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Baluchamy Vs. Srinivasan Ayyavaru - Court Judgment

LegalCrystal Citation
SubjectTenancy
CourtChennai High Court
Decided On
Reported in(1975)1MLJ30
AppellantBaluchamy
RespondentSrinivasan Ayyavaru
Excerpt:
- - but the authorised officer had failed to exercise that jurisdiction and had not granted the time for deposit......first crop and 10 bags of paddy and 5 bundles of straw for the second crop. the rent for the first crop is payable in the month of karthikai and that for the second crop it is payable in chithrai. so far, the parties are in agreement. but the petitioner contended that for fasli 1381, due to drought conditions, he was not able to raise any second crop and that therefore he was not liable to pay any rent for the second crop. valuing the paddy at rs. 30 per bag, the petitioner had deposited a sum of rs. 610 towards the value of the rent payable for the first crop. there is also no dispute as to the amount payable in respect of the first crop. but the respondent contended that it was not correct to say that the petitioner did not raise any second crop in the lands leased to him and that, in.....
Judgment:
ORDER

V. Ramaswami, J.

1. This is a petition by the tenant against the order of the Authorised Officer, Land Reforms, Madurai, rejecting his application for deposit under Section 3 (3) (a) of the Tamil Nadu Cultivating Tenants' Protection Act, 1955.

2. The petitioner is a tenant under the respondent in respect of an extent of 1 acre 50 cents in Thenkarai Village of Nilakottai Taluk. For the fasli year 1381, the petitioner deposited a sum of Rs. 610 and filed an application under Section 3 (3) (a) for recording the deposits.

3. The respondent contended that the lands leased to the petitioner were double crop wet lands, that the rent payable was 20 bags of paddy and 10 bundles of straw for the first crop and 10 bags of paddy and 5 bundles of straw for the second crop. The rent for the first crop is payable in the month of Karthikai and that for the second crop it is payable in Chithrai. So far, the parties are in agreement. But the petitioner contended that for fasli 1381, due to drought conditions, he was not able to raise any second crop and that therefore he was not liable to pay any rent for the second crop. Valuing the paddy at Rs. 30 per bag, the petitioner had deposited a sum of Rs. 610 towards the value of the rent payable for the first crop. There is also no dispute as to the amount payable in respect of the first crop. But the respondent contended that it was not correct to say that the petitioner did not raise any second crop in the lands leased to him and that, in fact, the petitioner raised the second crop and therefore the rent for the second crop was also payable.

4. The Authorised Officer accepted the contention of the respondent and held that the amount deposited by the petitioner did not represent the full or correct amount of rent due from him for fasli 1381, and therefore the deposit application was rejected.

5. The learned Counsel for the petitioner contends that if the Court finds that any further sum is due, the section requires that it shall allow the cultivating tenant such time as it may consider just and reasonable having regard to the relative circumstances of the landlord and cultivating tenant for depositing such further sum. But the Authorised Officer had failed to exercise that jurisdiction and had not granted the time for deposit. On the other hand, the learned Counsel for the respondent contended that there was no request by the tenant for deposit of any balance that was found due, and that therefore the rejection of the application was correct.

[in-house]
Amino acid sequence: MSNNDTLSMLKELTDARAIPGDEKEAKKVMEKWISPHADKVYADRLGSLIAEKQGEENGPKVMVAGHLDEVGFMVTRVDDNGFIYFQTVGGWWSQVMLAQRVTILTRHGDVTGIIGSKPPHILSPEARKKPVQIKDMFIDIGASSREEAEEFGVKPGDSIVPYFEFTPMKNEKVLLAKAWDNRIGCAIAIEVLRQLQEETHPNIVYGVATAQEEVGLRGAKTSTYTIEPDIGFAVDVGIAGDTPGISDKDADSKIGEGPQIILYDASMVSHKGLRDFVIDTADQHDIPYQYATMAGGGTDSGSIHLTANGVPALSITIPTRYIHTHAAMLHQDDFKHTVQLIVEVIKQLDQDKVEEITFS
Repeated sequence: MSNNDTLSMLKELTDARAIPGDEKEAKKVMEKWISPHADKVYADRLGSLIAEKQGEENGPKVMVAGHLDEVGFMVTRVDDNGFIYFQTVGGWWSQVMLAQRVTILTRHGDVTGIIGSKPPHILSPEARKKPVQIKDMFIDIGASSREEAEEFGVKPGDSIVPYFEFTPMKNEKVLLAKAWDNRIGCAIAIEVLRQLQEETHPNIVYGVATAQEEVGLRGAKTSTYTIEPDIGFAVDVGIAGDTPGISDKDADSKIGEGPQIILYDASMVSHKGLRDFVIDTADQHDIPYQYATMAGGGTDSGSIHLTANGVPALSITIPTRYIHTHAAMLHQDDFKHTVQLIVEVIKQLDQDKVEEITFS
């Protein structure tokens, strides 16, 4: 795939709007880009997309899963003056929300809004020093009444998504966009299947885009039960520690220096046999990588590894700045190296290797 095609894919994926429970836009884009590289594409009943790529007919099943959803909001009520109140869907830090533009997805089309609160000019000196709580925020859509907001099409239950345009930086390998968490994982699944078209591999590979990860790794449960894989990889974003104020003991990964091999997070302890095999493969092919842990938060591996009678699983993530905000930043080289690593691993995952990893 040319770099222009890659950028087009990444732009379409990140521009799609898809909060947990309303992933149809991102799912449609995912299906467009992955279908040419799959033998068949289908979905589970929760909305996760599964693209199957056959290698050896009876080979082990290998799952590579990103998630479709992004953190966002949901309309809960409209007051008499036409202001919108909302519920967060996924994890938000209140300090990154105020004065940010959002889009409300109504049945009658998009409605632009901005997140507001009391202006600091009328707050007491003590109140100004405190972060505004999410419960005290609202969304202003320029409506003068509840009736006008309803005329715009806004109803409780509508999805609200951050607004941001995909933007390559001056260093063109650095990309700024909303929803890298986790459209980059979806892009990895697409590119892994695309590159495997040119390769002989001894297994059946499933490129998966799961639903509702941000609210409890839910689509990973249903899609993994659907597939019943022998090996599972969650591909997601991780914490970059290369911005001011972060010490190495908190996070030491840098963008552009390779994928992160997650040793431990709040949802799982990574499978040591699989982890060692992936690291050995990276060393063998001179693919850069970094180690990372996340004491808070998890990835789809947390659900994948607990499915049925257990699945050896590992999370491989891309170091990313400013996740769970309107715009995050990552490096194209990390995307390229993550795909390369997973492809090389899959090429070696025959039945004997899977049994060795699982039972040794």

6. It may be pointed out that all along the petitioner was contending that he had not raised the second crop, and therefore there was no occasion for him to request for further time to deposit the balance that may be found due. The petitioner could find only from the order of the Authorised Officer that his contention that he had not raised the second crop, had not been accepted. In the circumstances, there was no occasion for him to request the Court to grant the time for depositing the balance. Further I am of the view that on the wording of Clause (b) of Section 3 (3), it is incumbent on the Authorised Officer to have granted he time even without a request from the tenant, when he finds that the amount deposited by him (the petitioner) did 101 represent the correct amount, because, the correctness or otherwise of he deposit would only follow the finding of the Authorised Officer that the amount payable by the tenant is more than the Amount that is deposited. It is for this reason that the section reads to the effect that,

(b) ...If the Court finds that any further sum is due, it shall allow the cultivating tenant such time as it may consider just and reasonable....

Admittedly, the Authorised Officer had not given the petitioner any time for depositing the balance amount due in respect of fasli 1381. The order of the Authorised Officer is, therefore, liable to be set aside and it is accordingly set aside. The Authorised Officer will now take-the application on file and grant the petitioner such time as he may consider just and reasonable to deposit the money and pass such further orders as per the law.

7. It is represented by the learned' Counsel for the petitioner that he had' subsequently deposited the balance amount also. If that is so, it is also a circumstance which the Authorised' Officer will take into account in passing the order in the application. There will be no order as to costs in this petition.


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